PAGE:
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Levi Drives Cooper to the Night Market by Josh Spilker

“Yeah, you never know, right? But get this, one time I’m working at the Starbucks supercutting these crash videos together,” Levi said.
     “What,” Cooper said. Levi and Cooper are in Levi’s 2002 Toyota Tercel. Levi is driving.
     “Like major wrecks and stuff. And these women were walking by, I’m not sure where to, they were in the parking lot, and I’m like looking out the window at them, and I can see they have like matching blankets and everything on their kids, and they might be related, and sure enough they start talking to one another, and one goes in her diaper bag or whatever sitting in the stroller and pulls out a vitamin case and then the other one like undoes the blanket on the stroller and I’m like ‘oh they’re like cousins or something,’ but she pulls out a baby pig. The pig was riding in the stroller.”
     “What,” Cooper said.
     “For sure, and I’m thinking ‘does the other one have a pig?’ But no she pulls off the blanket, and it’s just a baby, like I guess a normal American-suburban-good-school-district baby, and then the mother with the baby, not the pig, the human baby, takes out a bottle and shakes it up and the mother with the pig hands her a packet, i-dee-kay like formula or something and she dumps it into the bottle and shakes it up. Then she takes the bottle nipple and puts in the baby kid’s mouth. Meanwhile the baby pig is like on the other woman’s shoulder, and she’s trying to get it to stop crying and the pig is just looking at me, like it’s boring into me you know.”
     “Laser beams, maybe,” Cooper said.
     “I think it yawns or something, but it really doesn’t care. Then the woman with the human baby, you know the woman with the bottle, she takes the bottle out of her kid’s mouth and like wipes the bottle on her shirt sleeve,” Levi said.
     “No, tell me, tell me, wait she gives it to the other woman, say it, say it, go on, yes,” Cooper said.
     “You know it! But no! No, see, the woman doesn’t put the bottle in the pig’s mouth, she pulls up her shirt.”
     “Whoa, whoa,” Cooper said.
     “Yeah, so she takes the pig off her shoulder and then is like cradling the pig and is like breastfeeding her. For real! For real! I’m not lying,” Levi said.
     “You’re lying!” Cooper said.
     “I’m not I swear, I swear. This is disgusting. I’m like editing all these crazy crash videos of people dying and everything and this is the most grossed out I’ve ever been, probably.”
     “There’s no way, no way,” Cooper said.
     “Yes,” Levi said. “But then get this.” Levi exits off the highway. They see a sign that says Welcome to Duluth.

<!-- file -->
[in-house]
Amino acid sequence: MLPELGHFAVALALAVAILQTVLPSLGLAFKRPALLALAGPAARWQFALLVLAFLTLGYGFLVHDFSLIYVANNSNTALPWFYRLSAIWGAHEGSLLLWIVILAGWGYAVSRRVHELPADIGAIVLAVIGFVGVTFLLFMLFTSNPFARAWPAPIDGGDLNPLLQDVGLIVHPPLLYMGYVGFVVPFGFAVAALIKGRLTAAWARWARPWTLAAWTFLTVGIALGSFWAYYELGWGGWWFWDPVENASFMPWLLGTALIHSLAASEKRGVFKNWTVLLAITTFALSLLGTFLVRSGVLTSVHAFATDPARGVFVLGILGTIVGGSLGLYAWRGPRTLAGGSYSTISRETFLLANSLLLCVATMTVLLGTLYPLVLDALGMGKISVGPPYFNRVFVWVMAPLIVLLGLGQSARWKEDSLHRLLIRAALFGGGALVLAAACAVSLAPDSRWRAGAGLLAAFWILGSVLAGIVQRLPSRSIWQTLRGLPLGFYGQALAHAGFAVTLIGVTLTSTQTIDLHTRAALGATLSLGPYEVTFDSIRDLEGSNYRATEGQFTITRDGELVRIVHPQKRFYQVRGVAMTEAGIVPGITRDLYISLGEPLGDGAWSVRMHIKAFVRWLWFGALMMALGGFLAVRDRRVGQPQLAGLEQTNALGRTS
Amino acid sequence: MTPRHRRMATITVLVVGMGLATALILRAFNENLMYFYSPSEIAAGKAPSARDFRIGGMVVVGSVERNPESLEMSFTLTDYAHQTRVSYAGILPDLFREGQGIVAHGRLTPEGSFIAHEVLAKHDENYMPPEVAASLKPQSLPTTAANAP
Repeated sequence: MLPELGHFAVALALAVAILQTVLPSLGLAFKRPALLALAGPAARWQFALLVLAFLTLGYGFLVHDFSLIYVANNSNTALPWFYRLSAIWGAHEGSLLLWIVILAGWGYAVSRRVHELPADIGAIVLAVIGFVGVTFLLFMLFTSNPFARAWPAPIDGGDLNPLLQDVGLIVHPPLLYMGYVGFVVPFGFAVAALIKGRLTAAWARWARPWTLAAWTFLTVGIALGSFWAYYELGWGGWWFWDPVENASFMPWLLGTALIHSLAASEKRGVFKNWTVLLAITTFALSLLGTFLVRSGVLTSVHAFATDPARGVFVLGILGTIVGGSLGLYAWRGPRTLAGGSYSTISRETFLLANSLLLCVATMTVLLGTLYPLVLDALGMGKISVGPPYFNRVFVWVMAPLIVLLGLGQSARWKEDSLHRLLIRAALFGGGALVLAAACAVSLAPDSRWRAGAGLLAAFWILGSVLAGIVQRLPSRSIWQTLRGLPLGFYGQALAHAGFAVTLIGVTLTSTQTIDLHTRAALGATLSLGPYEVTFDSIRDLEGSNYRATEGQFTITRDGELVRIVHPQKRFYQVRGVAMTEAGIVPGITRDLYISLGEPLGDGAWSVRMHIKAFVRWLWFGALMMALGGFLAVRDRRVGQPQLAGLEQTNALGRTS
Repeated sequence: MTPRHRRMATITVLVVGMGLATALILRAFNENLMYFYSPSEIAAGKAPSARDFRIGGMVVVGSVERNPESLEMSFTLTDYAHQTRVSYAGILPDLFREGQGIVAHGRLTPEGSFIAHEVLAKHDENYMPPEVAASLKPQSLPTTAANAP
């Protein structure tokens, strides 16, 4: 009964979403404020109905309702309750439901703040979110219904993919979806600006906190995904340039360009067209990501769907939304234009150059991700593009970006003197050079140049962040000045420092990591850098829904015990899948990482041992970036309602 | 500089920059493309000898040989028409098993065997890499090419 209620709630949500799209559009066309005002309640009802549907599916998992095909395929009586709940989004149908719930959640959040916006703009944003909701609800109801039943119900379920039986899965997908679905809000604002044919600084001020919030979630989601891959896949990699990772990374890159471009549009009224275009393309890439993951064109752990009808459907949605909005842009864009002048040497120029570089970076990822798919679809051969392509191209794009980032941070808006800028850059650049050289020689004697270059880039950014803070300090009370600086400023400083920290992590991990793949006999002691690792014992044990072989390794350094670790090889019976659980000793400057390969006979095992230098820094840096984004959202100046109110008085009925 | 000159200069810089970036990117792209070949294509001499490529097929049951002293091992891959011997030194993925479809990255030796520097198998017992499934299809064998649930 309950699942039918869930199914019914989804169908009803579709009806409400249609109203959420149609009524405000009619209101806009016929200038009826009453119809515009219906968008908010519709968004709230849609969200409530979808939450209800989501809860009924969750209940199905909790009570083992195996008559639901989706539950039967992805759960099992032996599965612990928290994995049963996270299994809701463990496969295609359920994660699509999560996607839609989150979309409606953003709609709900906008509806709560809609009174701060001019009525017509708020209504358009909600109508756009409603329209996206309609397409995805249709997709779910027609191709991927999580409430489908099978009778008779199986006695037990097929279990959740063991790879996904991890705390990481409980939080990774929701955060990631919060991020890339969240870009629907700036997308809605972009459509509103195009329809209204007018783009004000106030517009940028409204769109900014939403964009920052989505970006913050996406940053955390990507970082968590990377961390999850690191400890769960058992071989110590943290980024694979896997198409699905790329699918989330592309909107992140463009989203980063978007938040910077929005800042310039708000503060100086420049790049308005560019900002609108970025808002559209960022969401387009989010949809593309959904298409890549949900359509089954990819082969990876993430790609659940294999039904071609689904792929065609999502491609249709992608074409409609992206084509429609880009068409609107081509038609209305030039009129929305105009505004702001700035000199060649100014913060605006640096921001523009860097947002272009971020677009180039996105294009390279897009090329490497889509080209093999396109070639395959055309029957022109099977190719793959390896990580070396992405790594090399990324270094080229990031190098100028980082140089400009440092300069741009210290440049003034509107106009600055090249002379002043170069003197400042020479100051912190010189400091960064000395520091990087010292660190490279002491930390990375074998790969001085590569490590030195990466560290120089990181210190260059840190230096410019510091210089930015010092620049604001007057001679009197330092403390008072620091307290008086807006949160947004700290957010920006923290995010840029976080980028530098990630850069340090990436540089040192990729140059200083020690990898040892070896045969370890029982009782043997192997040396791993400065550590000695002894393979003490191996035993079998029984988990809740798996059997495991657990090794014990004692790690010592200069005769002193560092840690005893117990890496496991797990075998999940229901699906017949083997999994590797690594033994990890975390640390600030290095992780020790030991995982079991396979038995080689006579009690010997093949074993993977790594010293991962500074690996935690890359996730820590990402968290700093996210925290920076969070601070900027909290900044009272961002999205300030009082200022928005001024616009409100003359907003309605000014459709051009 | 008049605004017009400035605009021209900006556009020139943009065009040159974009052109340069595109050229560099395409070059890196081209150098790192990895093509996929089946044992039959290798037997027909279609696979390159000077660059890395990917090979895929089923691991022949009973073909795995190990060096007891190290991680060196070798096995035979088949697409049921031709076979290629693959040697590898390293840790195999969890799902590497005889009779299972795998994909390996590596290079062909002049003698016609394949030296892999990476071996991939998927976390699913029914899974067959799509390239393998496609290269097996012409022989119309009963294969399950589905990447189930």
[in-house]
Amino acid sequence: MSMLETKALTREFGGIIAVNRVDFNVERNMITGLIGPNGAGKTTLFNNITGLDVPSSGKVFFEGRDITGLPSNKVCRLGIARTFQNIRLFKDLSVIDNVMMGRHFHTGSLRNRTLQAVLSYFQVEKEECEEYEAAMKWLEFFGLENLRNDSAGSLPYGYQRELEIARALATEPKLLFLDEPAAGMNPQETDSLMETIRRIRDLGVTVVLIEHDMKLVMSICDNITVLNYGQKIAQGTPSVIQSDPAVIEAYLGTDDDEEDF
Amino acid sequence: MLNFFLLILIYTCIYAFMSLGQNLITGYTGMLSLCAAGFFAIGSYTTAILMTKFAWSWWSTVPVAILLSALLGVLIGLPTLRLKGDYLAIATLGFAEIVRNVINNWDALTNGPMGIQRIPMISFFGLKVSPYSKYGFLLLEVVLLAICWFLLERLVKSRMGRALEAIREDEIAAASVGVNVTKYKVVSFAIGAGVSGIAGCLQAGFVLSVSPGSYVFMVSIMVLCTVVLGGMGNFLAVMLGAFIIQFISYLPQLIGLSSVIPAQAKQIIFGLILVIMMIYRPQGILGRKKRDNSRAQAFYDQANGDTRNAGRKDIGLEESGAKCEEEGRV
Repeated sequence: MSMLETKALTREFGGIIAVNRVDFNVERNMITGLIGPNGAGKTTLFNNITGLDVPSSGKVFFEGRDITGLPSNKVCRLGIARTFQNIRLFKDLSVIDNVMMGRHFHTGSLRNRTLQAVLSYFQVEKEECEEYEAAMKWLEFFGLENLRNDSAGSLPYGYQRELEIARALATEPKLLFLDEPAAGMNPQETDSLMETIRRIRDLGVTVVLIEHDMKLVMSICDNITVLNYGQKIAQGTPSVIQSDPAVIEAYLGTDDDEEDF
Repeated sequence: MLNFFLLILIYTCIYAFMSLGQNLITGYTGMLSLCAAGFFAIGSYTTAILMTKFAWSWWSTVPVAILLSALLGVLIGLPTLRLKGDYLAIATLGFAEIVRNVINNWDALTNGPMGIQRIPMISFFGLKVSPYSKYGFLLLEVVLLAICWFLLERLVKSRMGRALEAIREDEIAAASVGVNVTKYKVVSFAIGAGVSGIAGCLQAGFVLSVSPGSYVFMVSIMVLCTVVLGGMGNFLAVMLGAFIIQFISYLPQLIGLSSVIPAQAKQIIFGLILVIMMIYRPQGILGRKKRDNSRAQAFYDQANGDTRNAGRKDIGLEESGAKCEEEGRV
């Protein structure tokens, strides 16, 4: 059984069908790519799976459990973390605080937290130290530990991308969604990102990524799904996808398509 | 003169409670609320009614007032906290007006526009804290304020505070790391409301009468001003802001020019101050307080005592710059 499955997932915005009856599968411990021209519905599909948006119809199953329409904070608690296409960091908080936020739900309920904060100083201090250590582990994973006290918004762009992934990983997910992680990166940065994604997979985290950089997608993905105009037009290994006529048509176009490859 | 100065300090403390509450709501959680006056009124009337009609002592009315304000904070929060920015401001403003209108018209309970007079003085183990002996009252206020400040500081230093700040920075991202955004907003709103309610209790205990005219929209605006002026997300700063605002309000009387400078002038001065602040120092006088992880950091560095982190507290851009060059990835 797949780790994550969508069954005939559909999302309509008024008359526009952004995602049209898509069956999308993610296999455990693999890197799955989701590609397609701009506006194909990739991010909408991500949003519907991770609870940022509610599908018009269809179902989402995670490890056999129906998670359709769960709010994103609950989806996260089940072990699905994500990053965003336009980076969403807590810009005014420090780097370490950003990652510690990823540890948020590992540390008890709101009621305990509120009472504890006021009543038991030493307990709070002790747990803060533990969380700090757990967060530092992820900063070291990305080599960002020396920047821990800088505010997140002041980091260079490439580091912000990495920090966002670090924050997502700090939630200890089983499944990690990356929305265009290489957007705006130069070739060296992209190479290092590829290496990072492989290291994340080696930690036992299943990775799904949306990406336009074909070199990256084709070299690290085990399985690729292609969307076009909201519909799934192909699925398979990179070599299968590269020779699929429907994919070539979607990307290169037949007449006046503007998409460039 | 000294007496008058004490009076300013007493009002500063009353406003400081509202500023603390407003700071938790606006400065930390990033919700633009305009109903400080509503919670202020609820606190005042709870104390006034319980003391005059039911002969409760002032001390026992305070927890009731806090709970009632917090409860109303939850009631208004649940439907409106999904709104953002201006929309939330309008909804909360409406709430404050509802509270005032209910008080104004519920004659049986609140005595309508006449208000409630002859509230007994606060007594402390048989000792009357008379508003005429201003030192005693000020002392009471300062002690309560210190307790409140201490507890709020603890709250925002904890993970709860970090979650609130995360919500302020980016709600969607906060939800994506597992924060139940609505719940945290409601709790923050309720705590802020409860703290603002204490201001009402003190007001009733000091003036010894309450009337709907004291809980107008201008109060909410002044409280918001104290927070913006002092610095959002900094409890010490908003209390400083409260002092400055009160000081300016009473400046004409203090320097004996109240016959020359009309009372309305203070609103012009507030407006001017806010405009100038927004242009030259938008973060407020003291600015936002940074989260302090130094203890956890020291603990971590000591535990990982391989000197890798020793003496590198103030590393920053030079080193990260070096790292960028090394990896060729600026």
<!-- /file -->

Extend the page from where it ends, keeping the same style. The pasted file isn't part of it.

“This lady is suckling this pig, you know, from her body. And I’m disgusted. Just grossed out. I look around to see if anyone else is watching this, but everyone has their earbuds in staring forward into pixilated screen mush. I sip coffee or water or something and turn back to the computer screen, pulling up another video. But then I hear this berserk tire squeal and look up to see this orange Bentley.”
     “Come on, an orange Bentley?” Cooper said.
     “Yes, orange Bentley,” Levi said.
     “There’s no such thing,” Cooper said.
     “I-dee-kay, I guess he had it custom painted or whatever, but this orange Bentley is there and this guy hops out. Doesn’t park or anything, is totally blocking the parking lot thoroughfare. But he is waving his arms.”
     Cooper watches Levi as he waves his arms violently.
     “He comes up and gets right in the face of the woman with the kid, I mean like finger in her face, two inches from her nose and the baby starts crying and it’s a mess,” Levi said.
Levi stops for a second and looks out the window. They stop at a light.
     “I don’t know what he’s yelling, I can just hear the general commotion, well now, after all this screeching, people in Starbucks look up.”
     Levi takes a breath.
     “But then this guy.”
     “What’s this man look like?” Cooper said.
     “He’s got like a blazer on with no tie, but his pants are totally plaid and he’s wearing these bright white high tops like Air Force One’s or something, complete basketball shoes, but they’re so white, getting out of his orange Bentley Bentley,” Levi said.
     “Ok, got it got,” Cooper said.
     “But so, okay, so he’s yelling at the woman with the baby, right? Just going off on her. I don’t know why, maybe these two women weren’t supposed to see one another, but then he turns to the other women and then kind of starts yelling at her, but then, like he can tell something is off, I guess, but all of a sudden, the pig jumps off the woman and starts running down the parking lot. The man yells, ‘a FUCKING PIG!’ and I can hear that even. The woman with the baby is shrieking, and the woman who was breastfeeding the pig is like crying and trying to cover herself. Now, like four people are up standing in Starbucks and I move towards the door. One of the baristas, was like ‘do not open the door. I do not want a pig in this restaurant,’” Levi said.